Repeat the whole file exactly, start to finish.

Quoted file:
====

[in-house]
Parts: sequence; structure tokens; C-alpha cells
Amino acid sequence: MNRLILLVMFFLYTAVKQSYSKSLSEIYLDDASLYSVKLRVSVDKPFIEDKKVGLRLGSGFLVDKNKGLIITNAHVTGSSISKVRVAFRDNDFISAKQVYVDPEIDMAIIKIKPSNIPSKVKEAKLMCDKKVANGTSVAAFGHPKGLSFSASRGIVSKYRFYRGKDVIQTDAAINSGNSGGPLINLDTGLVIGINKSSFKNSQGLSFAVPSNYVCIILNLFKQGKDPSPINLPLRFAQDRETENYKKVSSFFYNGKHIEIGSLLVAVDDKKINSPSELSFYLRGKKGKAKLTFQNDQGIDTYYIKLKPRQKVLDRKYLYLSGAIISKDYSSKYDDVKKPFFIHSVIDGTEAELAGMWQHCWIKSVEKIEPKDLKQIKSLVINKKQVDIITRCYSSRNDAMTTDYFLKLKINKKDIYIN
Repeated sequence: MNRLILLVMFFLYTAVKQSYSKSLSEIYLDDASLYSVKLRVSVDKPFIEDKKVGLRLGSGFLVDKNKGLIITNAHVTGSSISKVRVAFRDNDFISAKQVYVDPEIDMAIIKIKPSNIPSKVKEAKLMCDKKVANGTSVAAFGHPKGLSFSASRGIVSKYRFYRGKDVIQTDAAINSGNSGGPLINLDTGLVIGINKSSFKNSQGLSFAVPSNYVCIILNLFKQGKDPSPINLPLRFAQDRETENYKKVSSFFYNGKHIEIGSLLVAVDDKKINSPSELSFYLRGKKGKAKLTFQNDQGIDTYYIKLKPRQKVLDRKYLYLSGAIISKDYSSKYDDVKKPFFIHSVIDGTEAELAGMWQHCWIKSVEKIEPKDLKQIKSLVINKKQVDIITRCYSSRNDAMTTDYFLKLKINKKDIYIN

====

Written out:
[in-house]
Parts: sequence; structure tokens; C-alpha cells
Amino acid sequence: MNRLILLVMFFLYTAVKQSYSKSLSEIYLDDASLYSVKLRVSVDKPFIEDKKVGLRLGSGFLVDKNKGLIITNAHVTGSSISKVRVAFRDNDFISAKQVYVDPEIDMAIIKIKPSNIPSKVKEAKLMCDKKVANGTSVAAFGHPKGLSFSASRGIVSKYRFYRGKDVIQTDAAINSGNSGGPLINLDTGLVIGINKSSFKNSQGLSFAVPSNYVCIILNLFKQGKDPSPINLPLRFAQDRETENYKKVSSFFYNGKHIEIGSLLVAVDDKKINSPSELSFYLRGKKGKAKLTFQNDQGIDTYYIKLKPRQKVLDRKYLYLSGAIISKDYSSKYDDVKKPFFIHSVIDGTEAELAGMWQHCWIKSVEKIEPKDLKQIKSLVINKKQVDIITRCYSSRNDAMTTDYFLKLKINKKDIYIN
Repeated sequence: MNRLILLVMFFLYTAVKQSYSKSLSEIYLDDASLYSVKLRVSVDKPFIEDKKVGLRLGSGFLVDKNKGLIITNAHVTGSSISKVRVAFRDNDFISAKQVYVDPEIDMAIIKIKPSNIPSKVKEAKLMCDKKVANGTSVAAFGHPKGLSFSASRGIVSKYRFYRGKDVIQTDAAINSGNSGGPLINLDTGLVIGINKSSFKNSQGLSFAVPSNYVCIILNLFKQGKDPSPINLPLRFAQDRETENYKKVSSFFYNGKHIEIGSLLVAVDDKKINSPSELSFYLRGKKGKAKLTFQNDQGIDTYYIKLKPRQKVLDRKYLYLSGAIISKDYSSKYDDVKKPFFIHSVIDGTEAELAGMWQHCWIKSVEKIEPKDLKQIKSLVINKKQVDIITRCYSSRNDAMTTDYFLKLKINKKDIYIN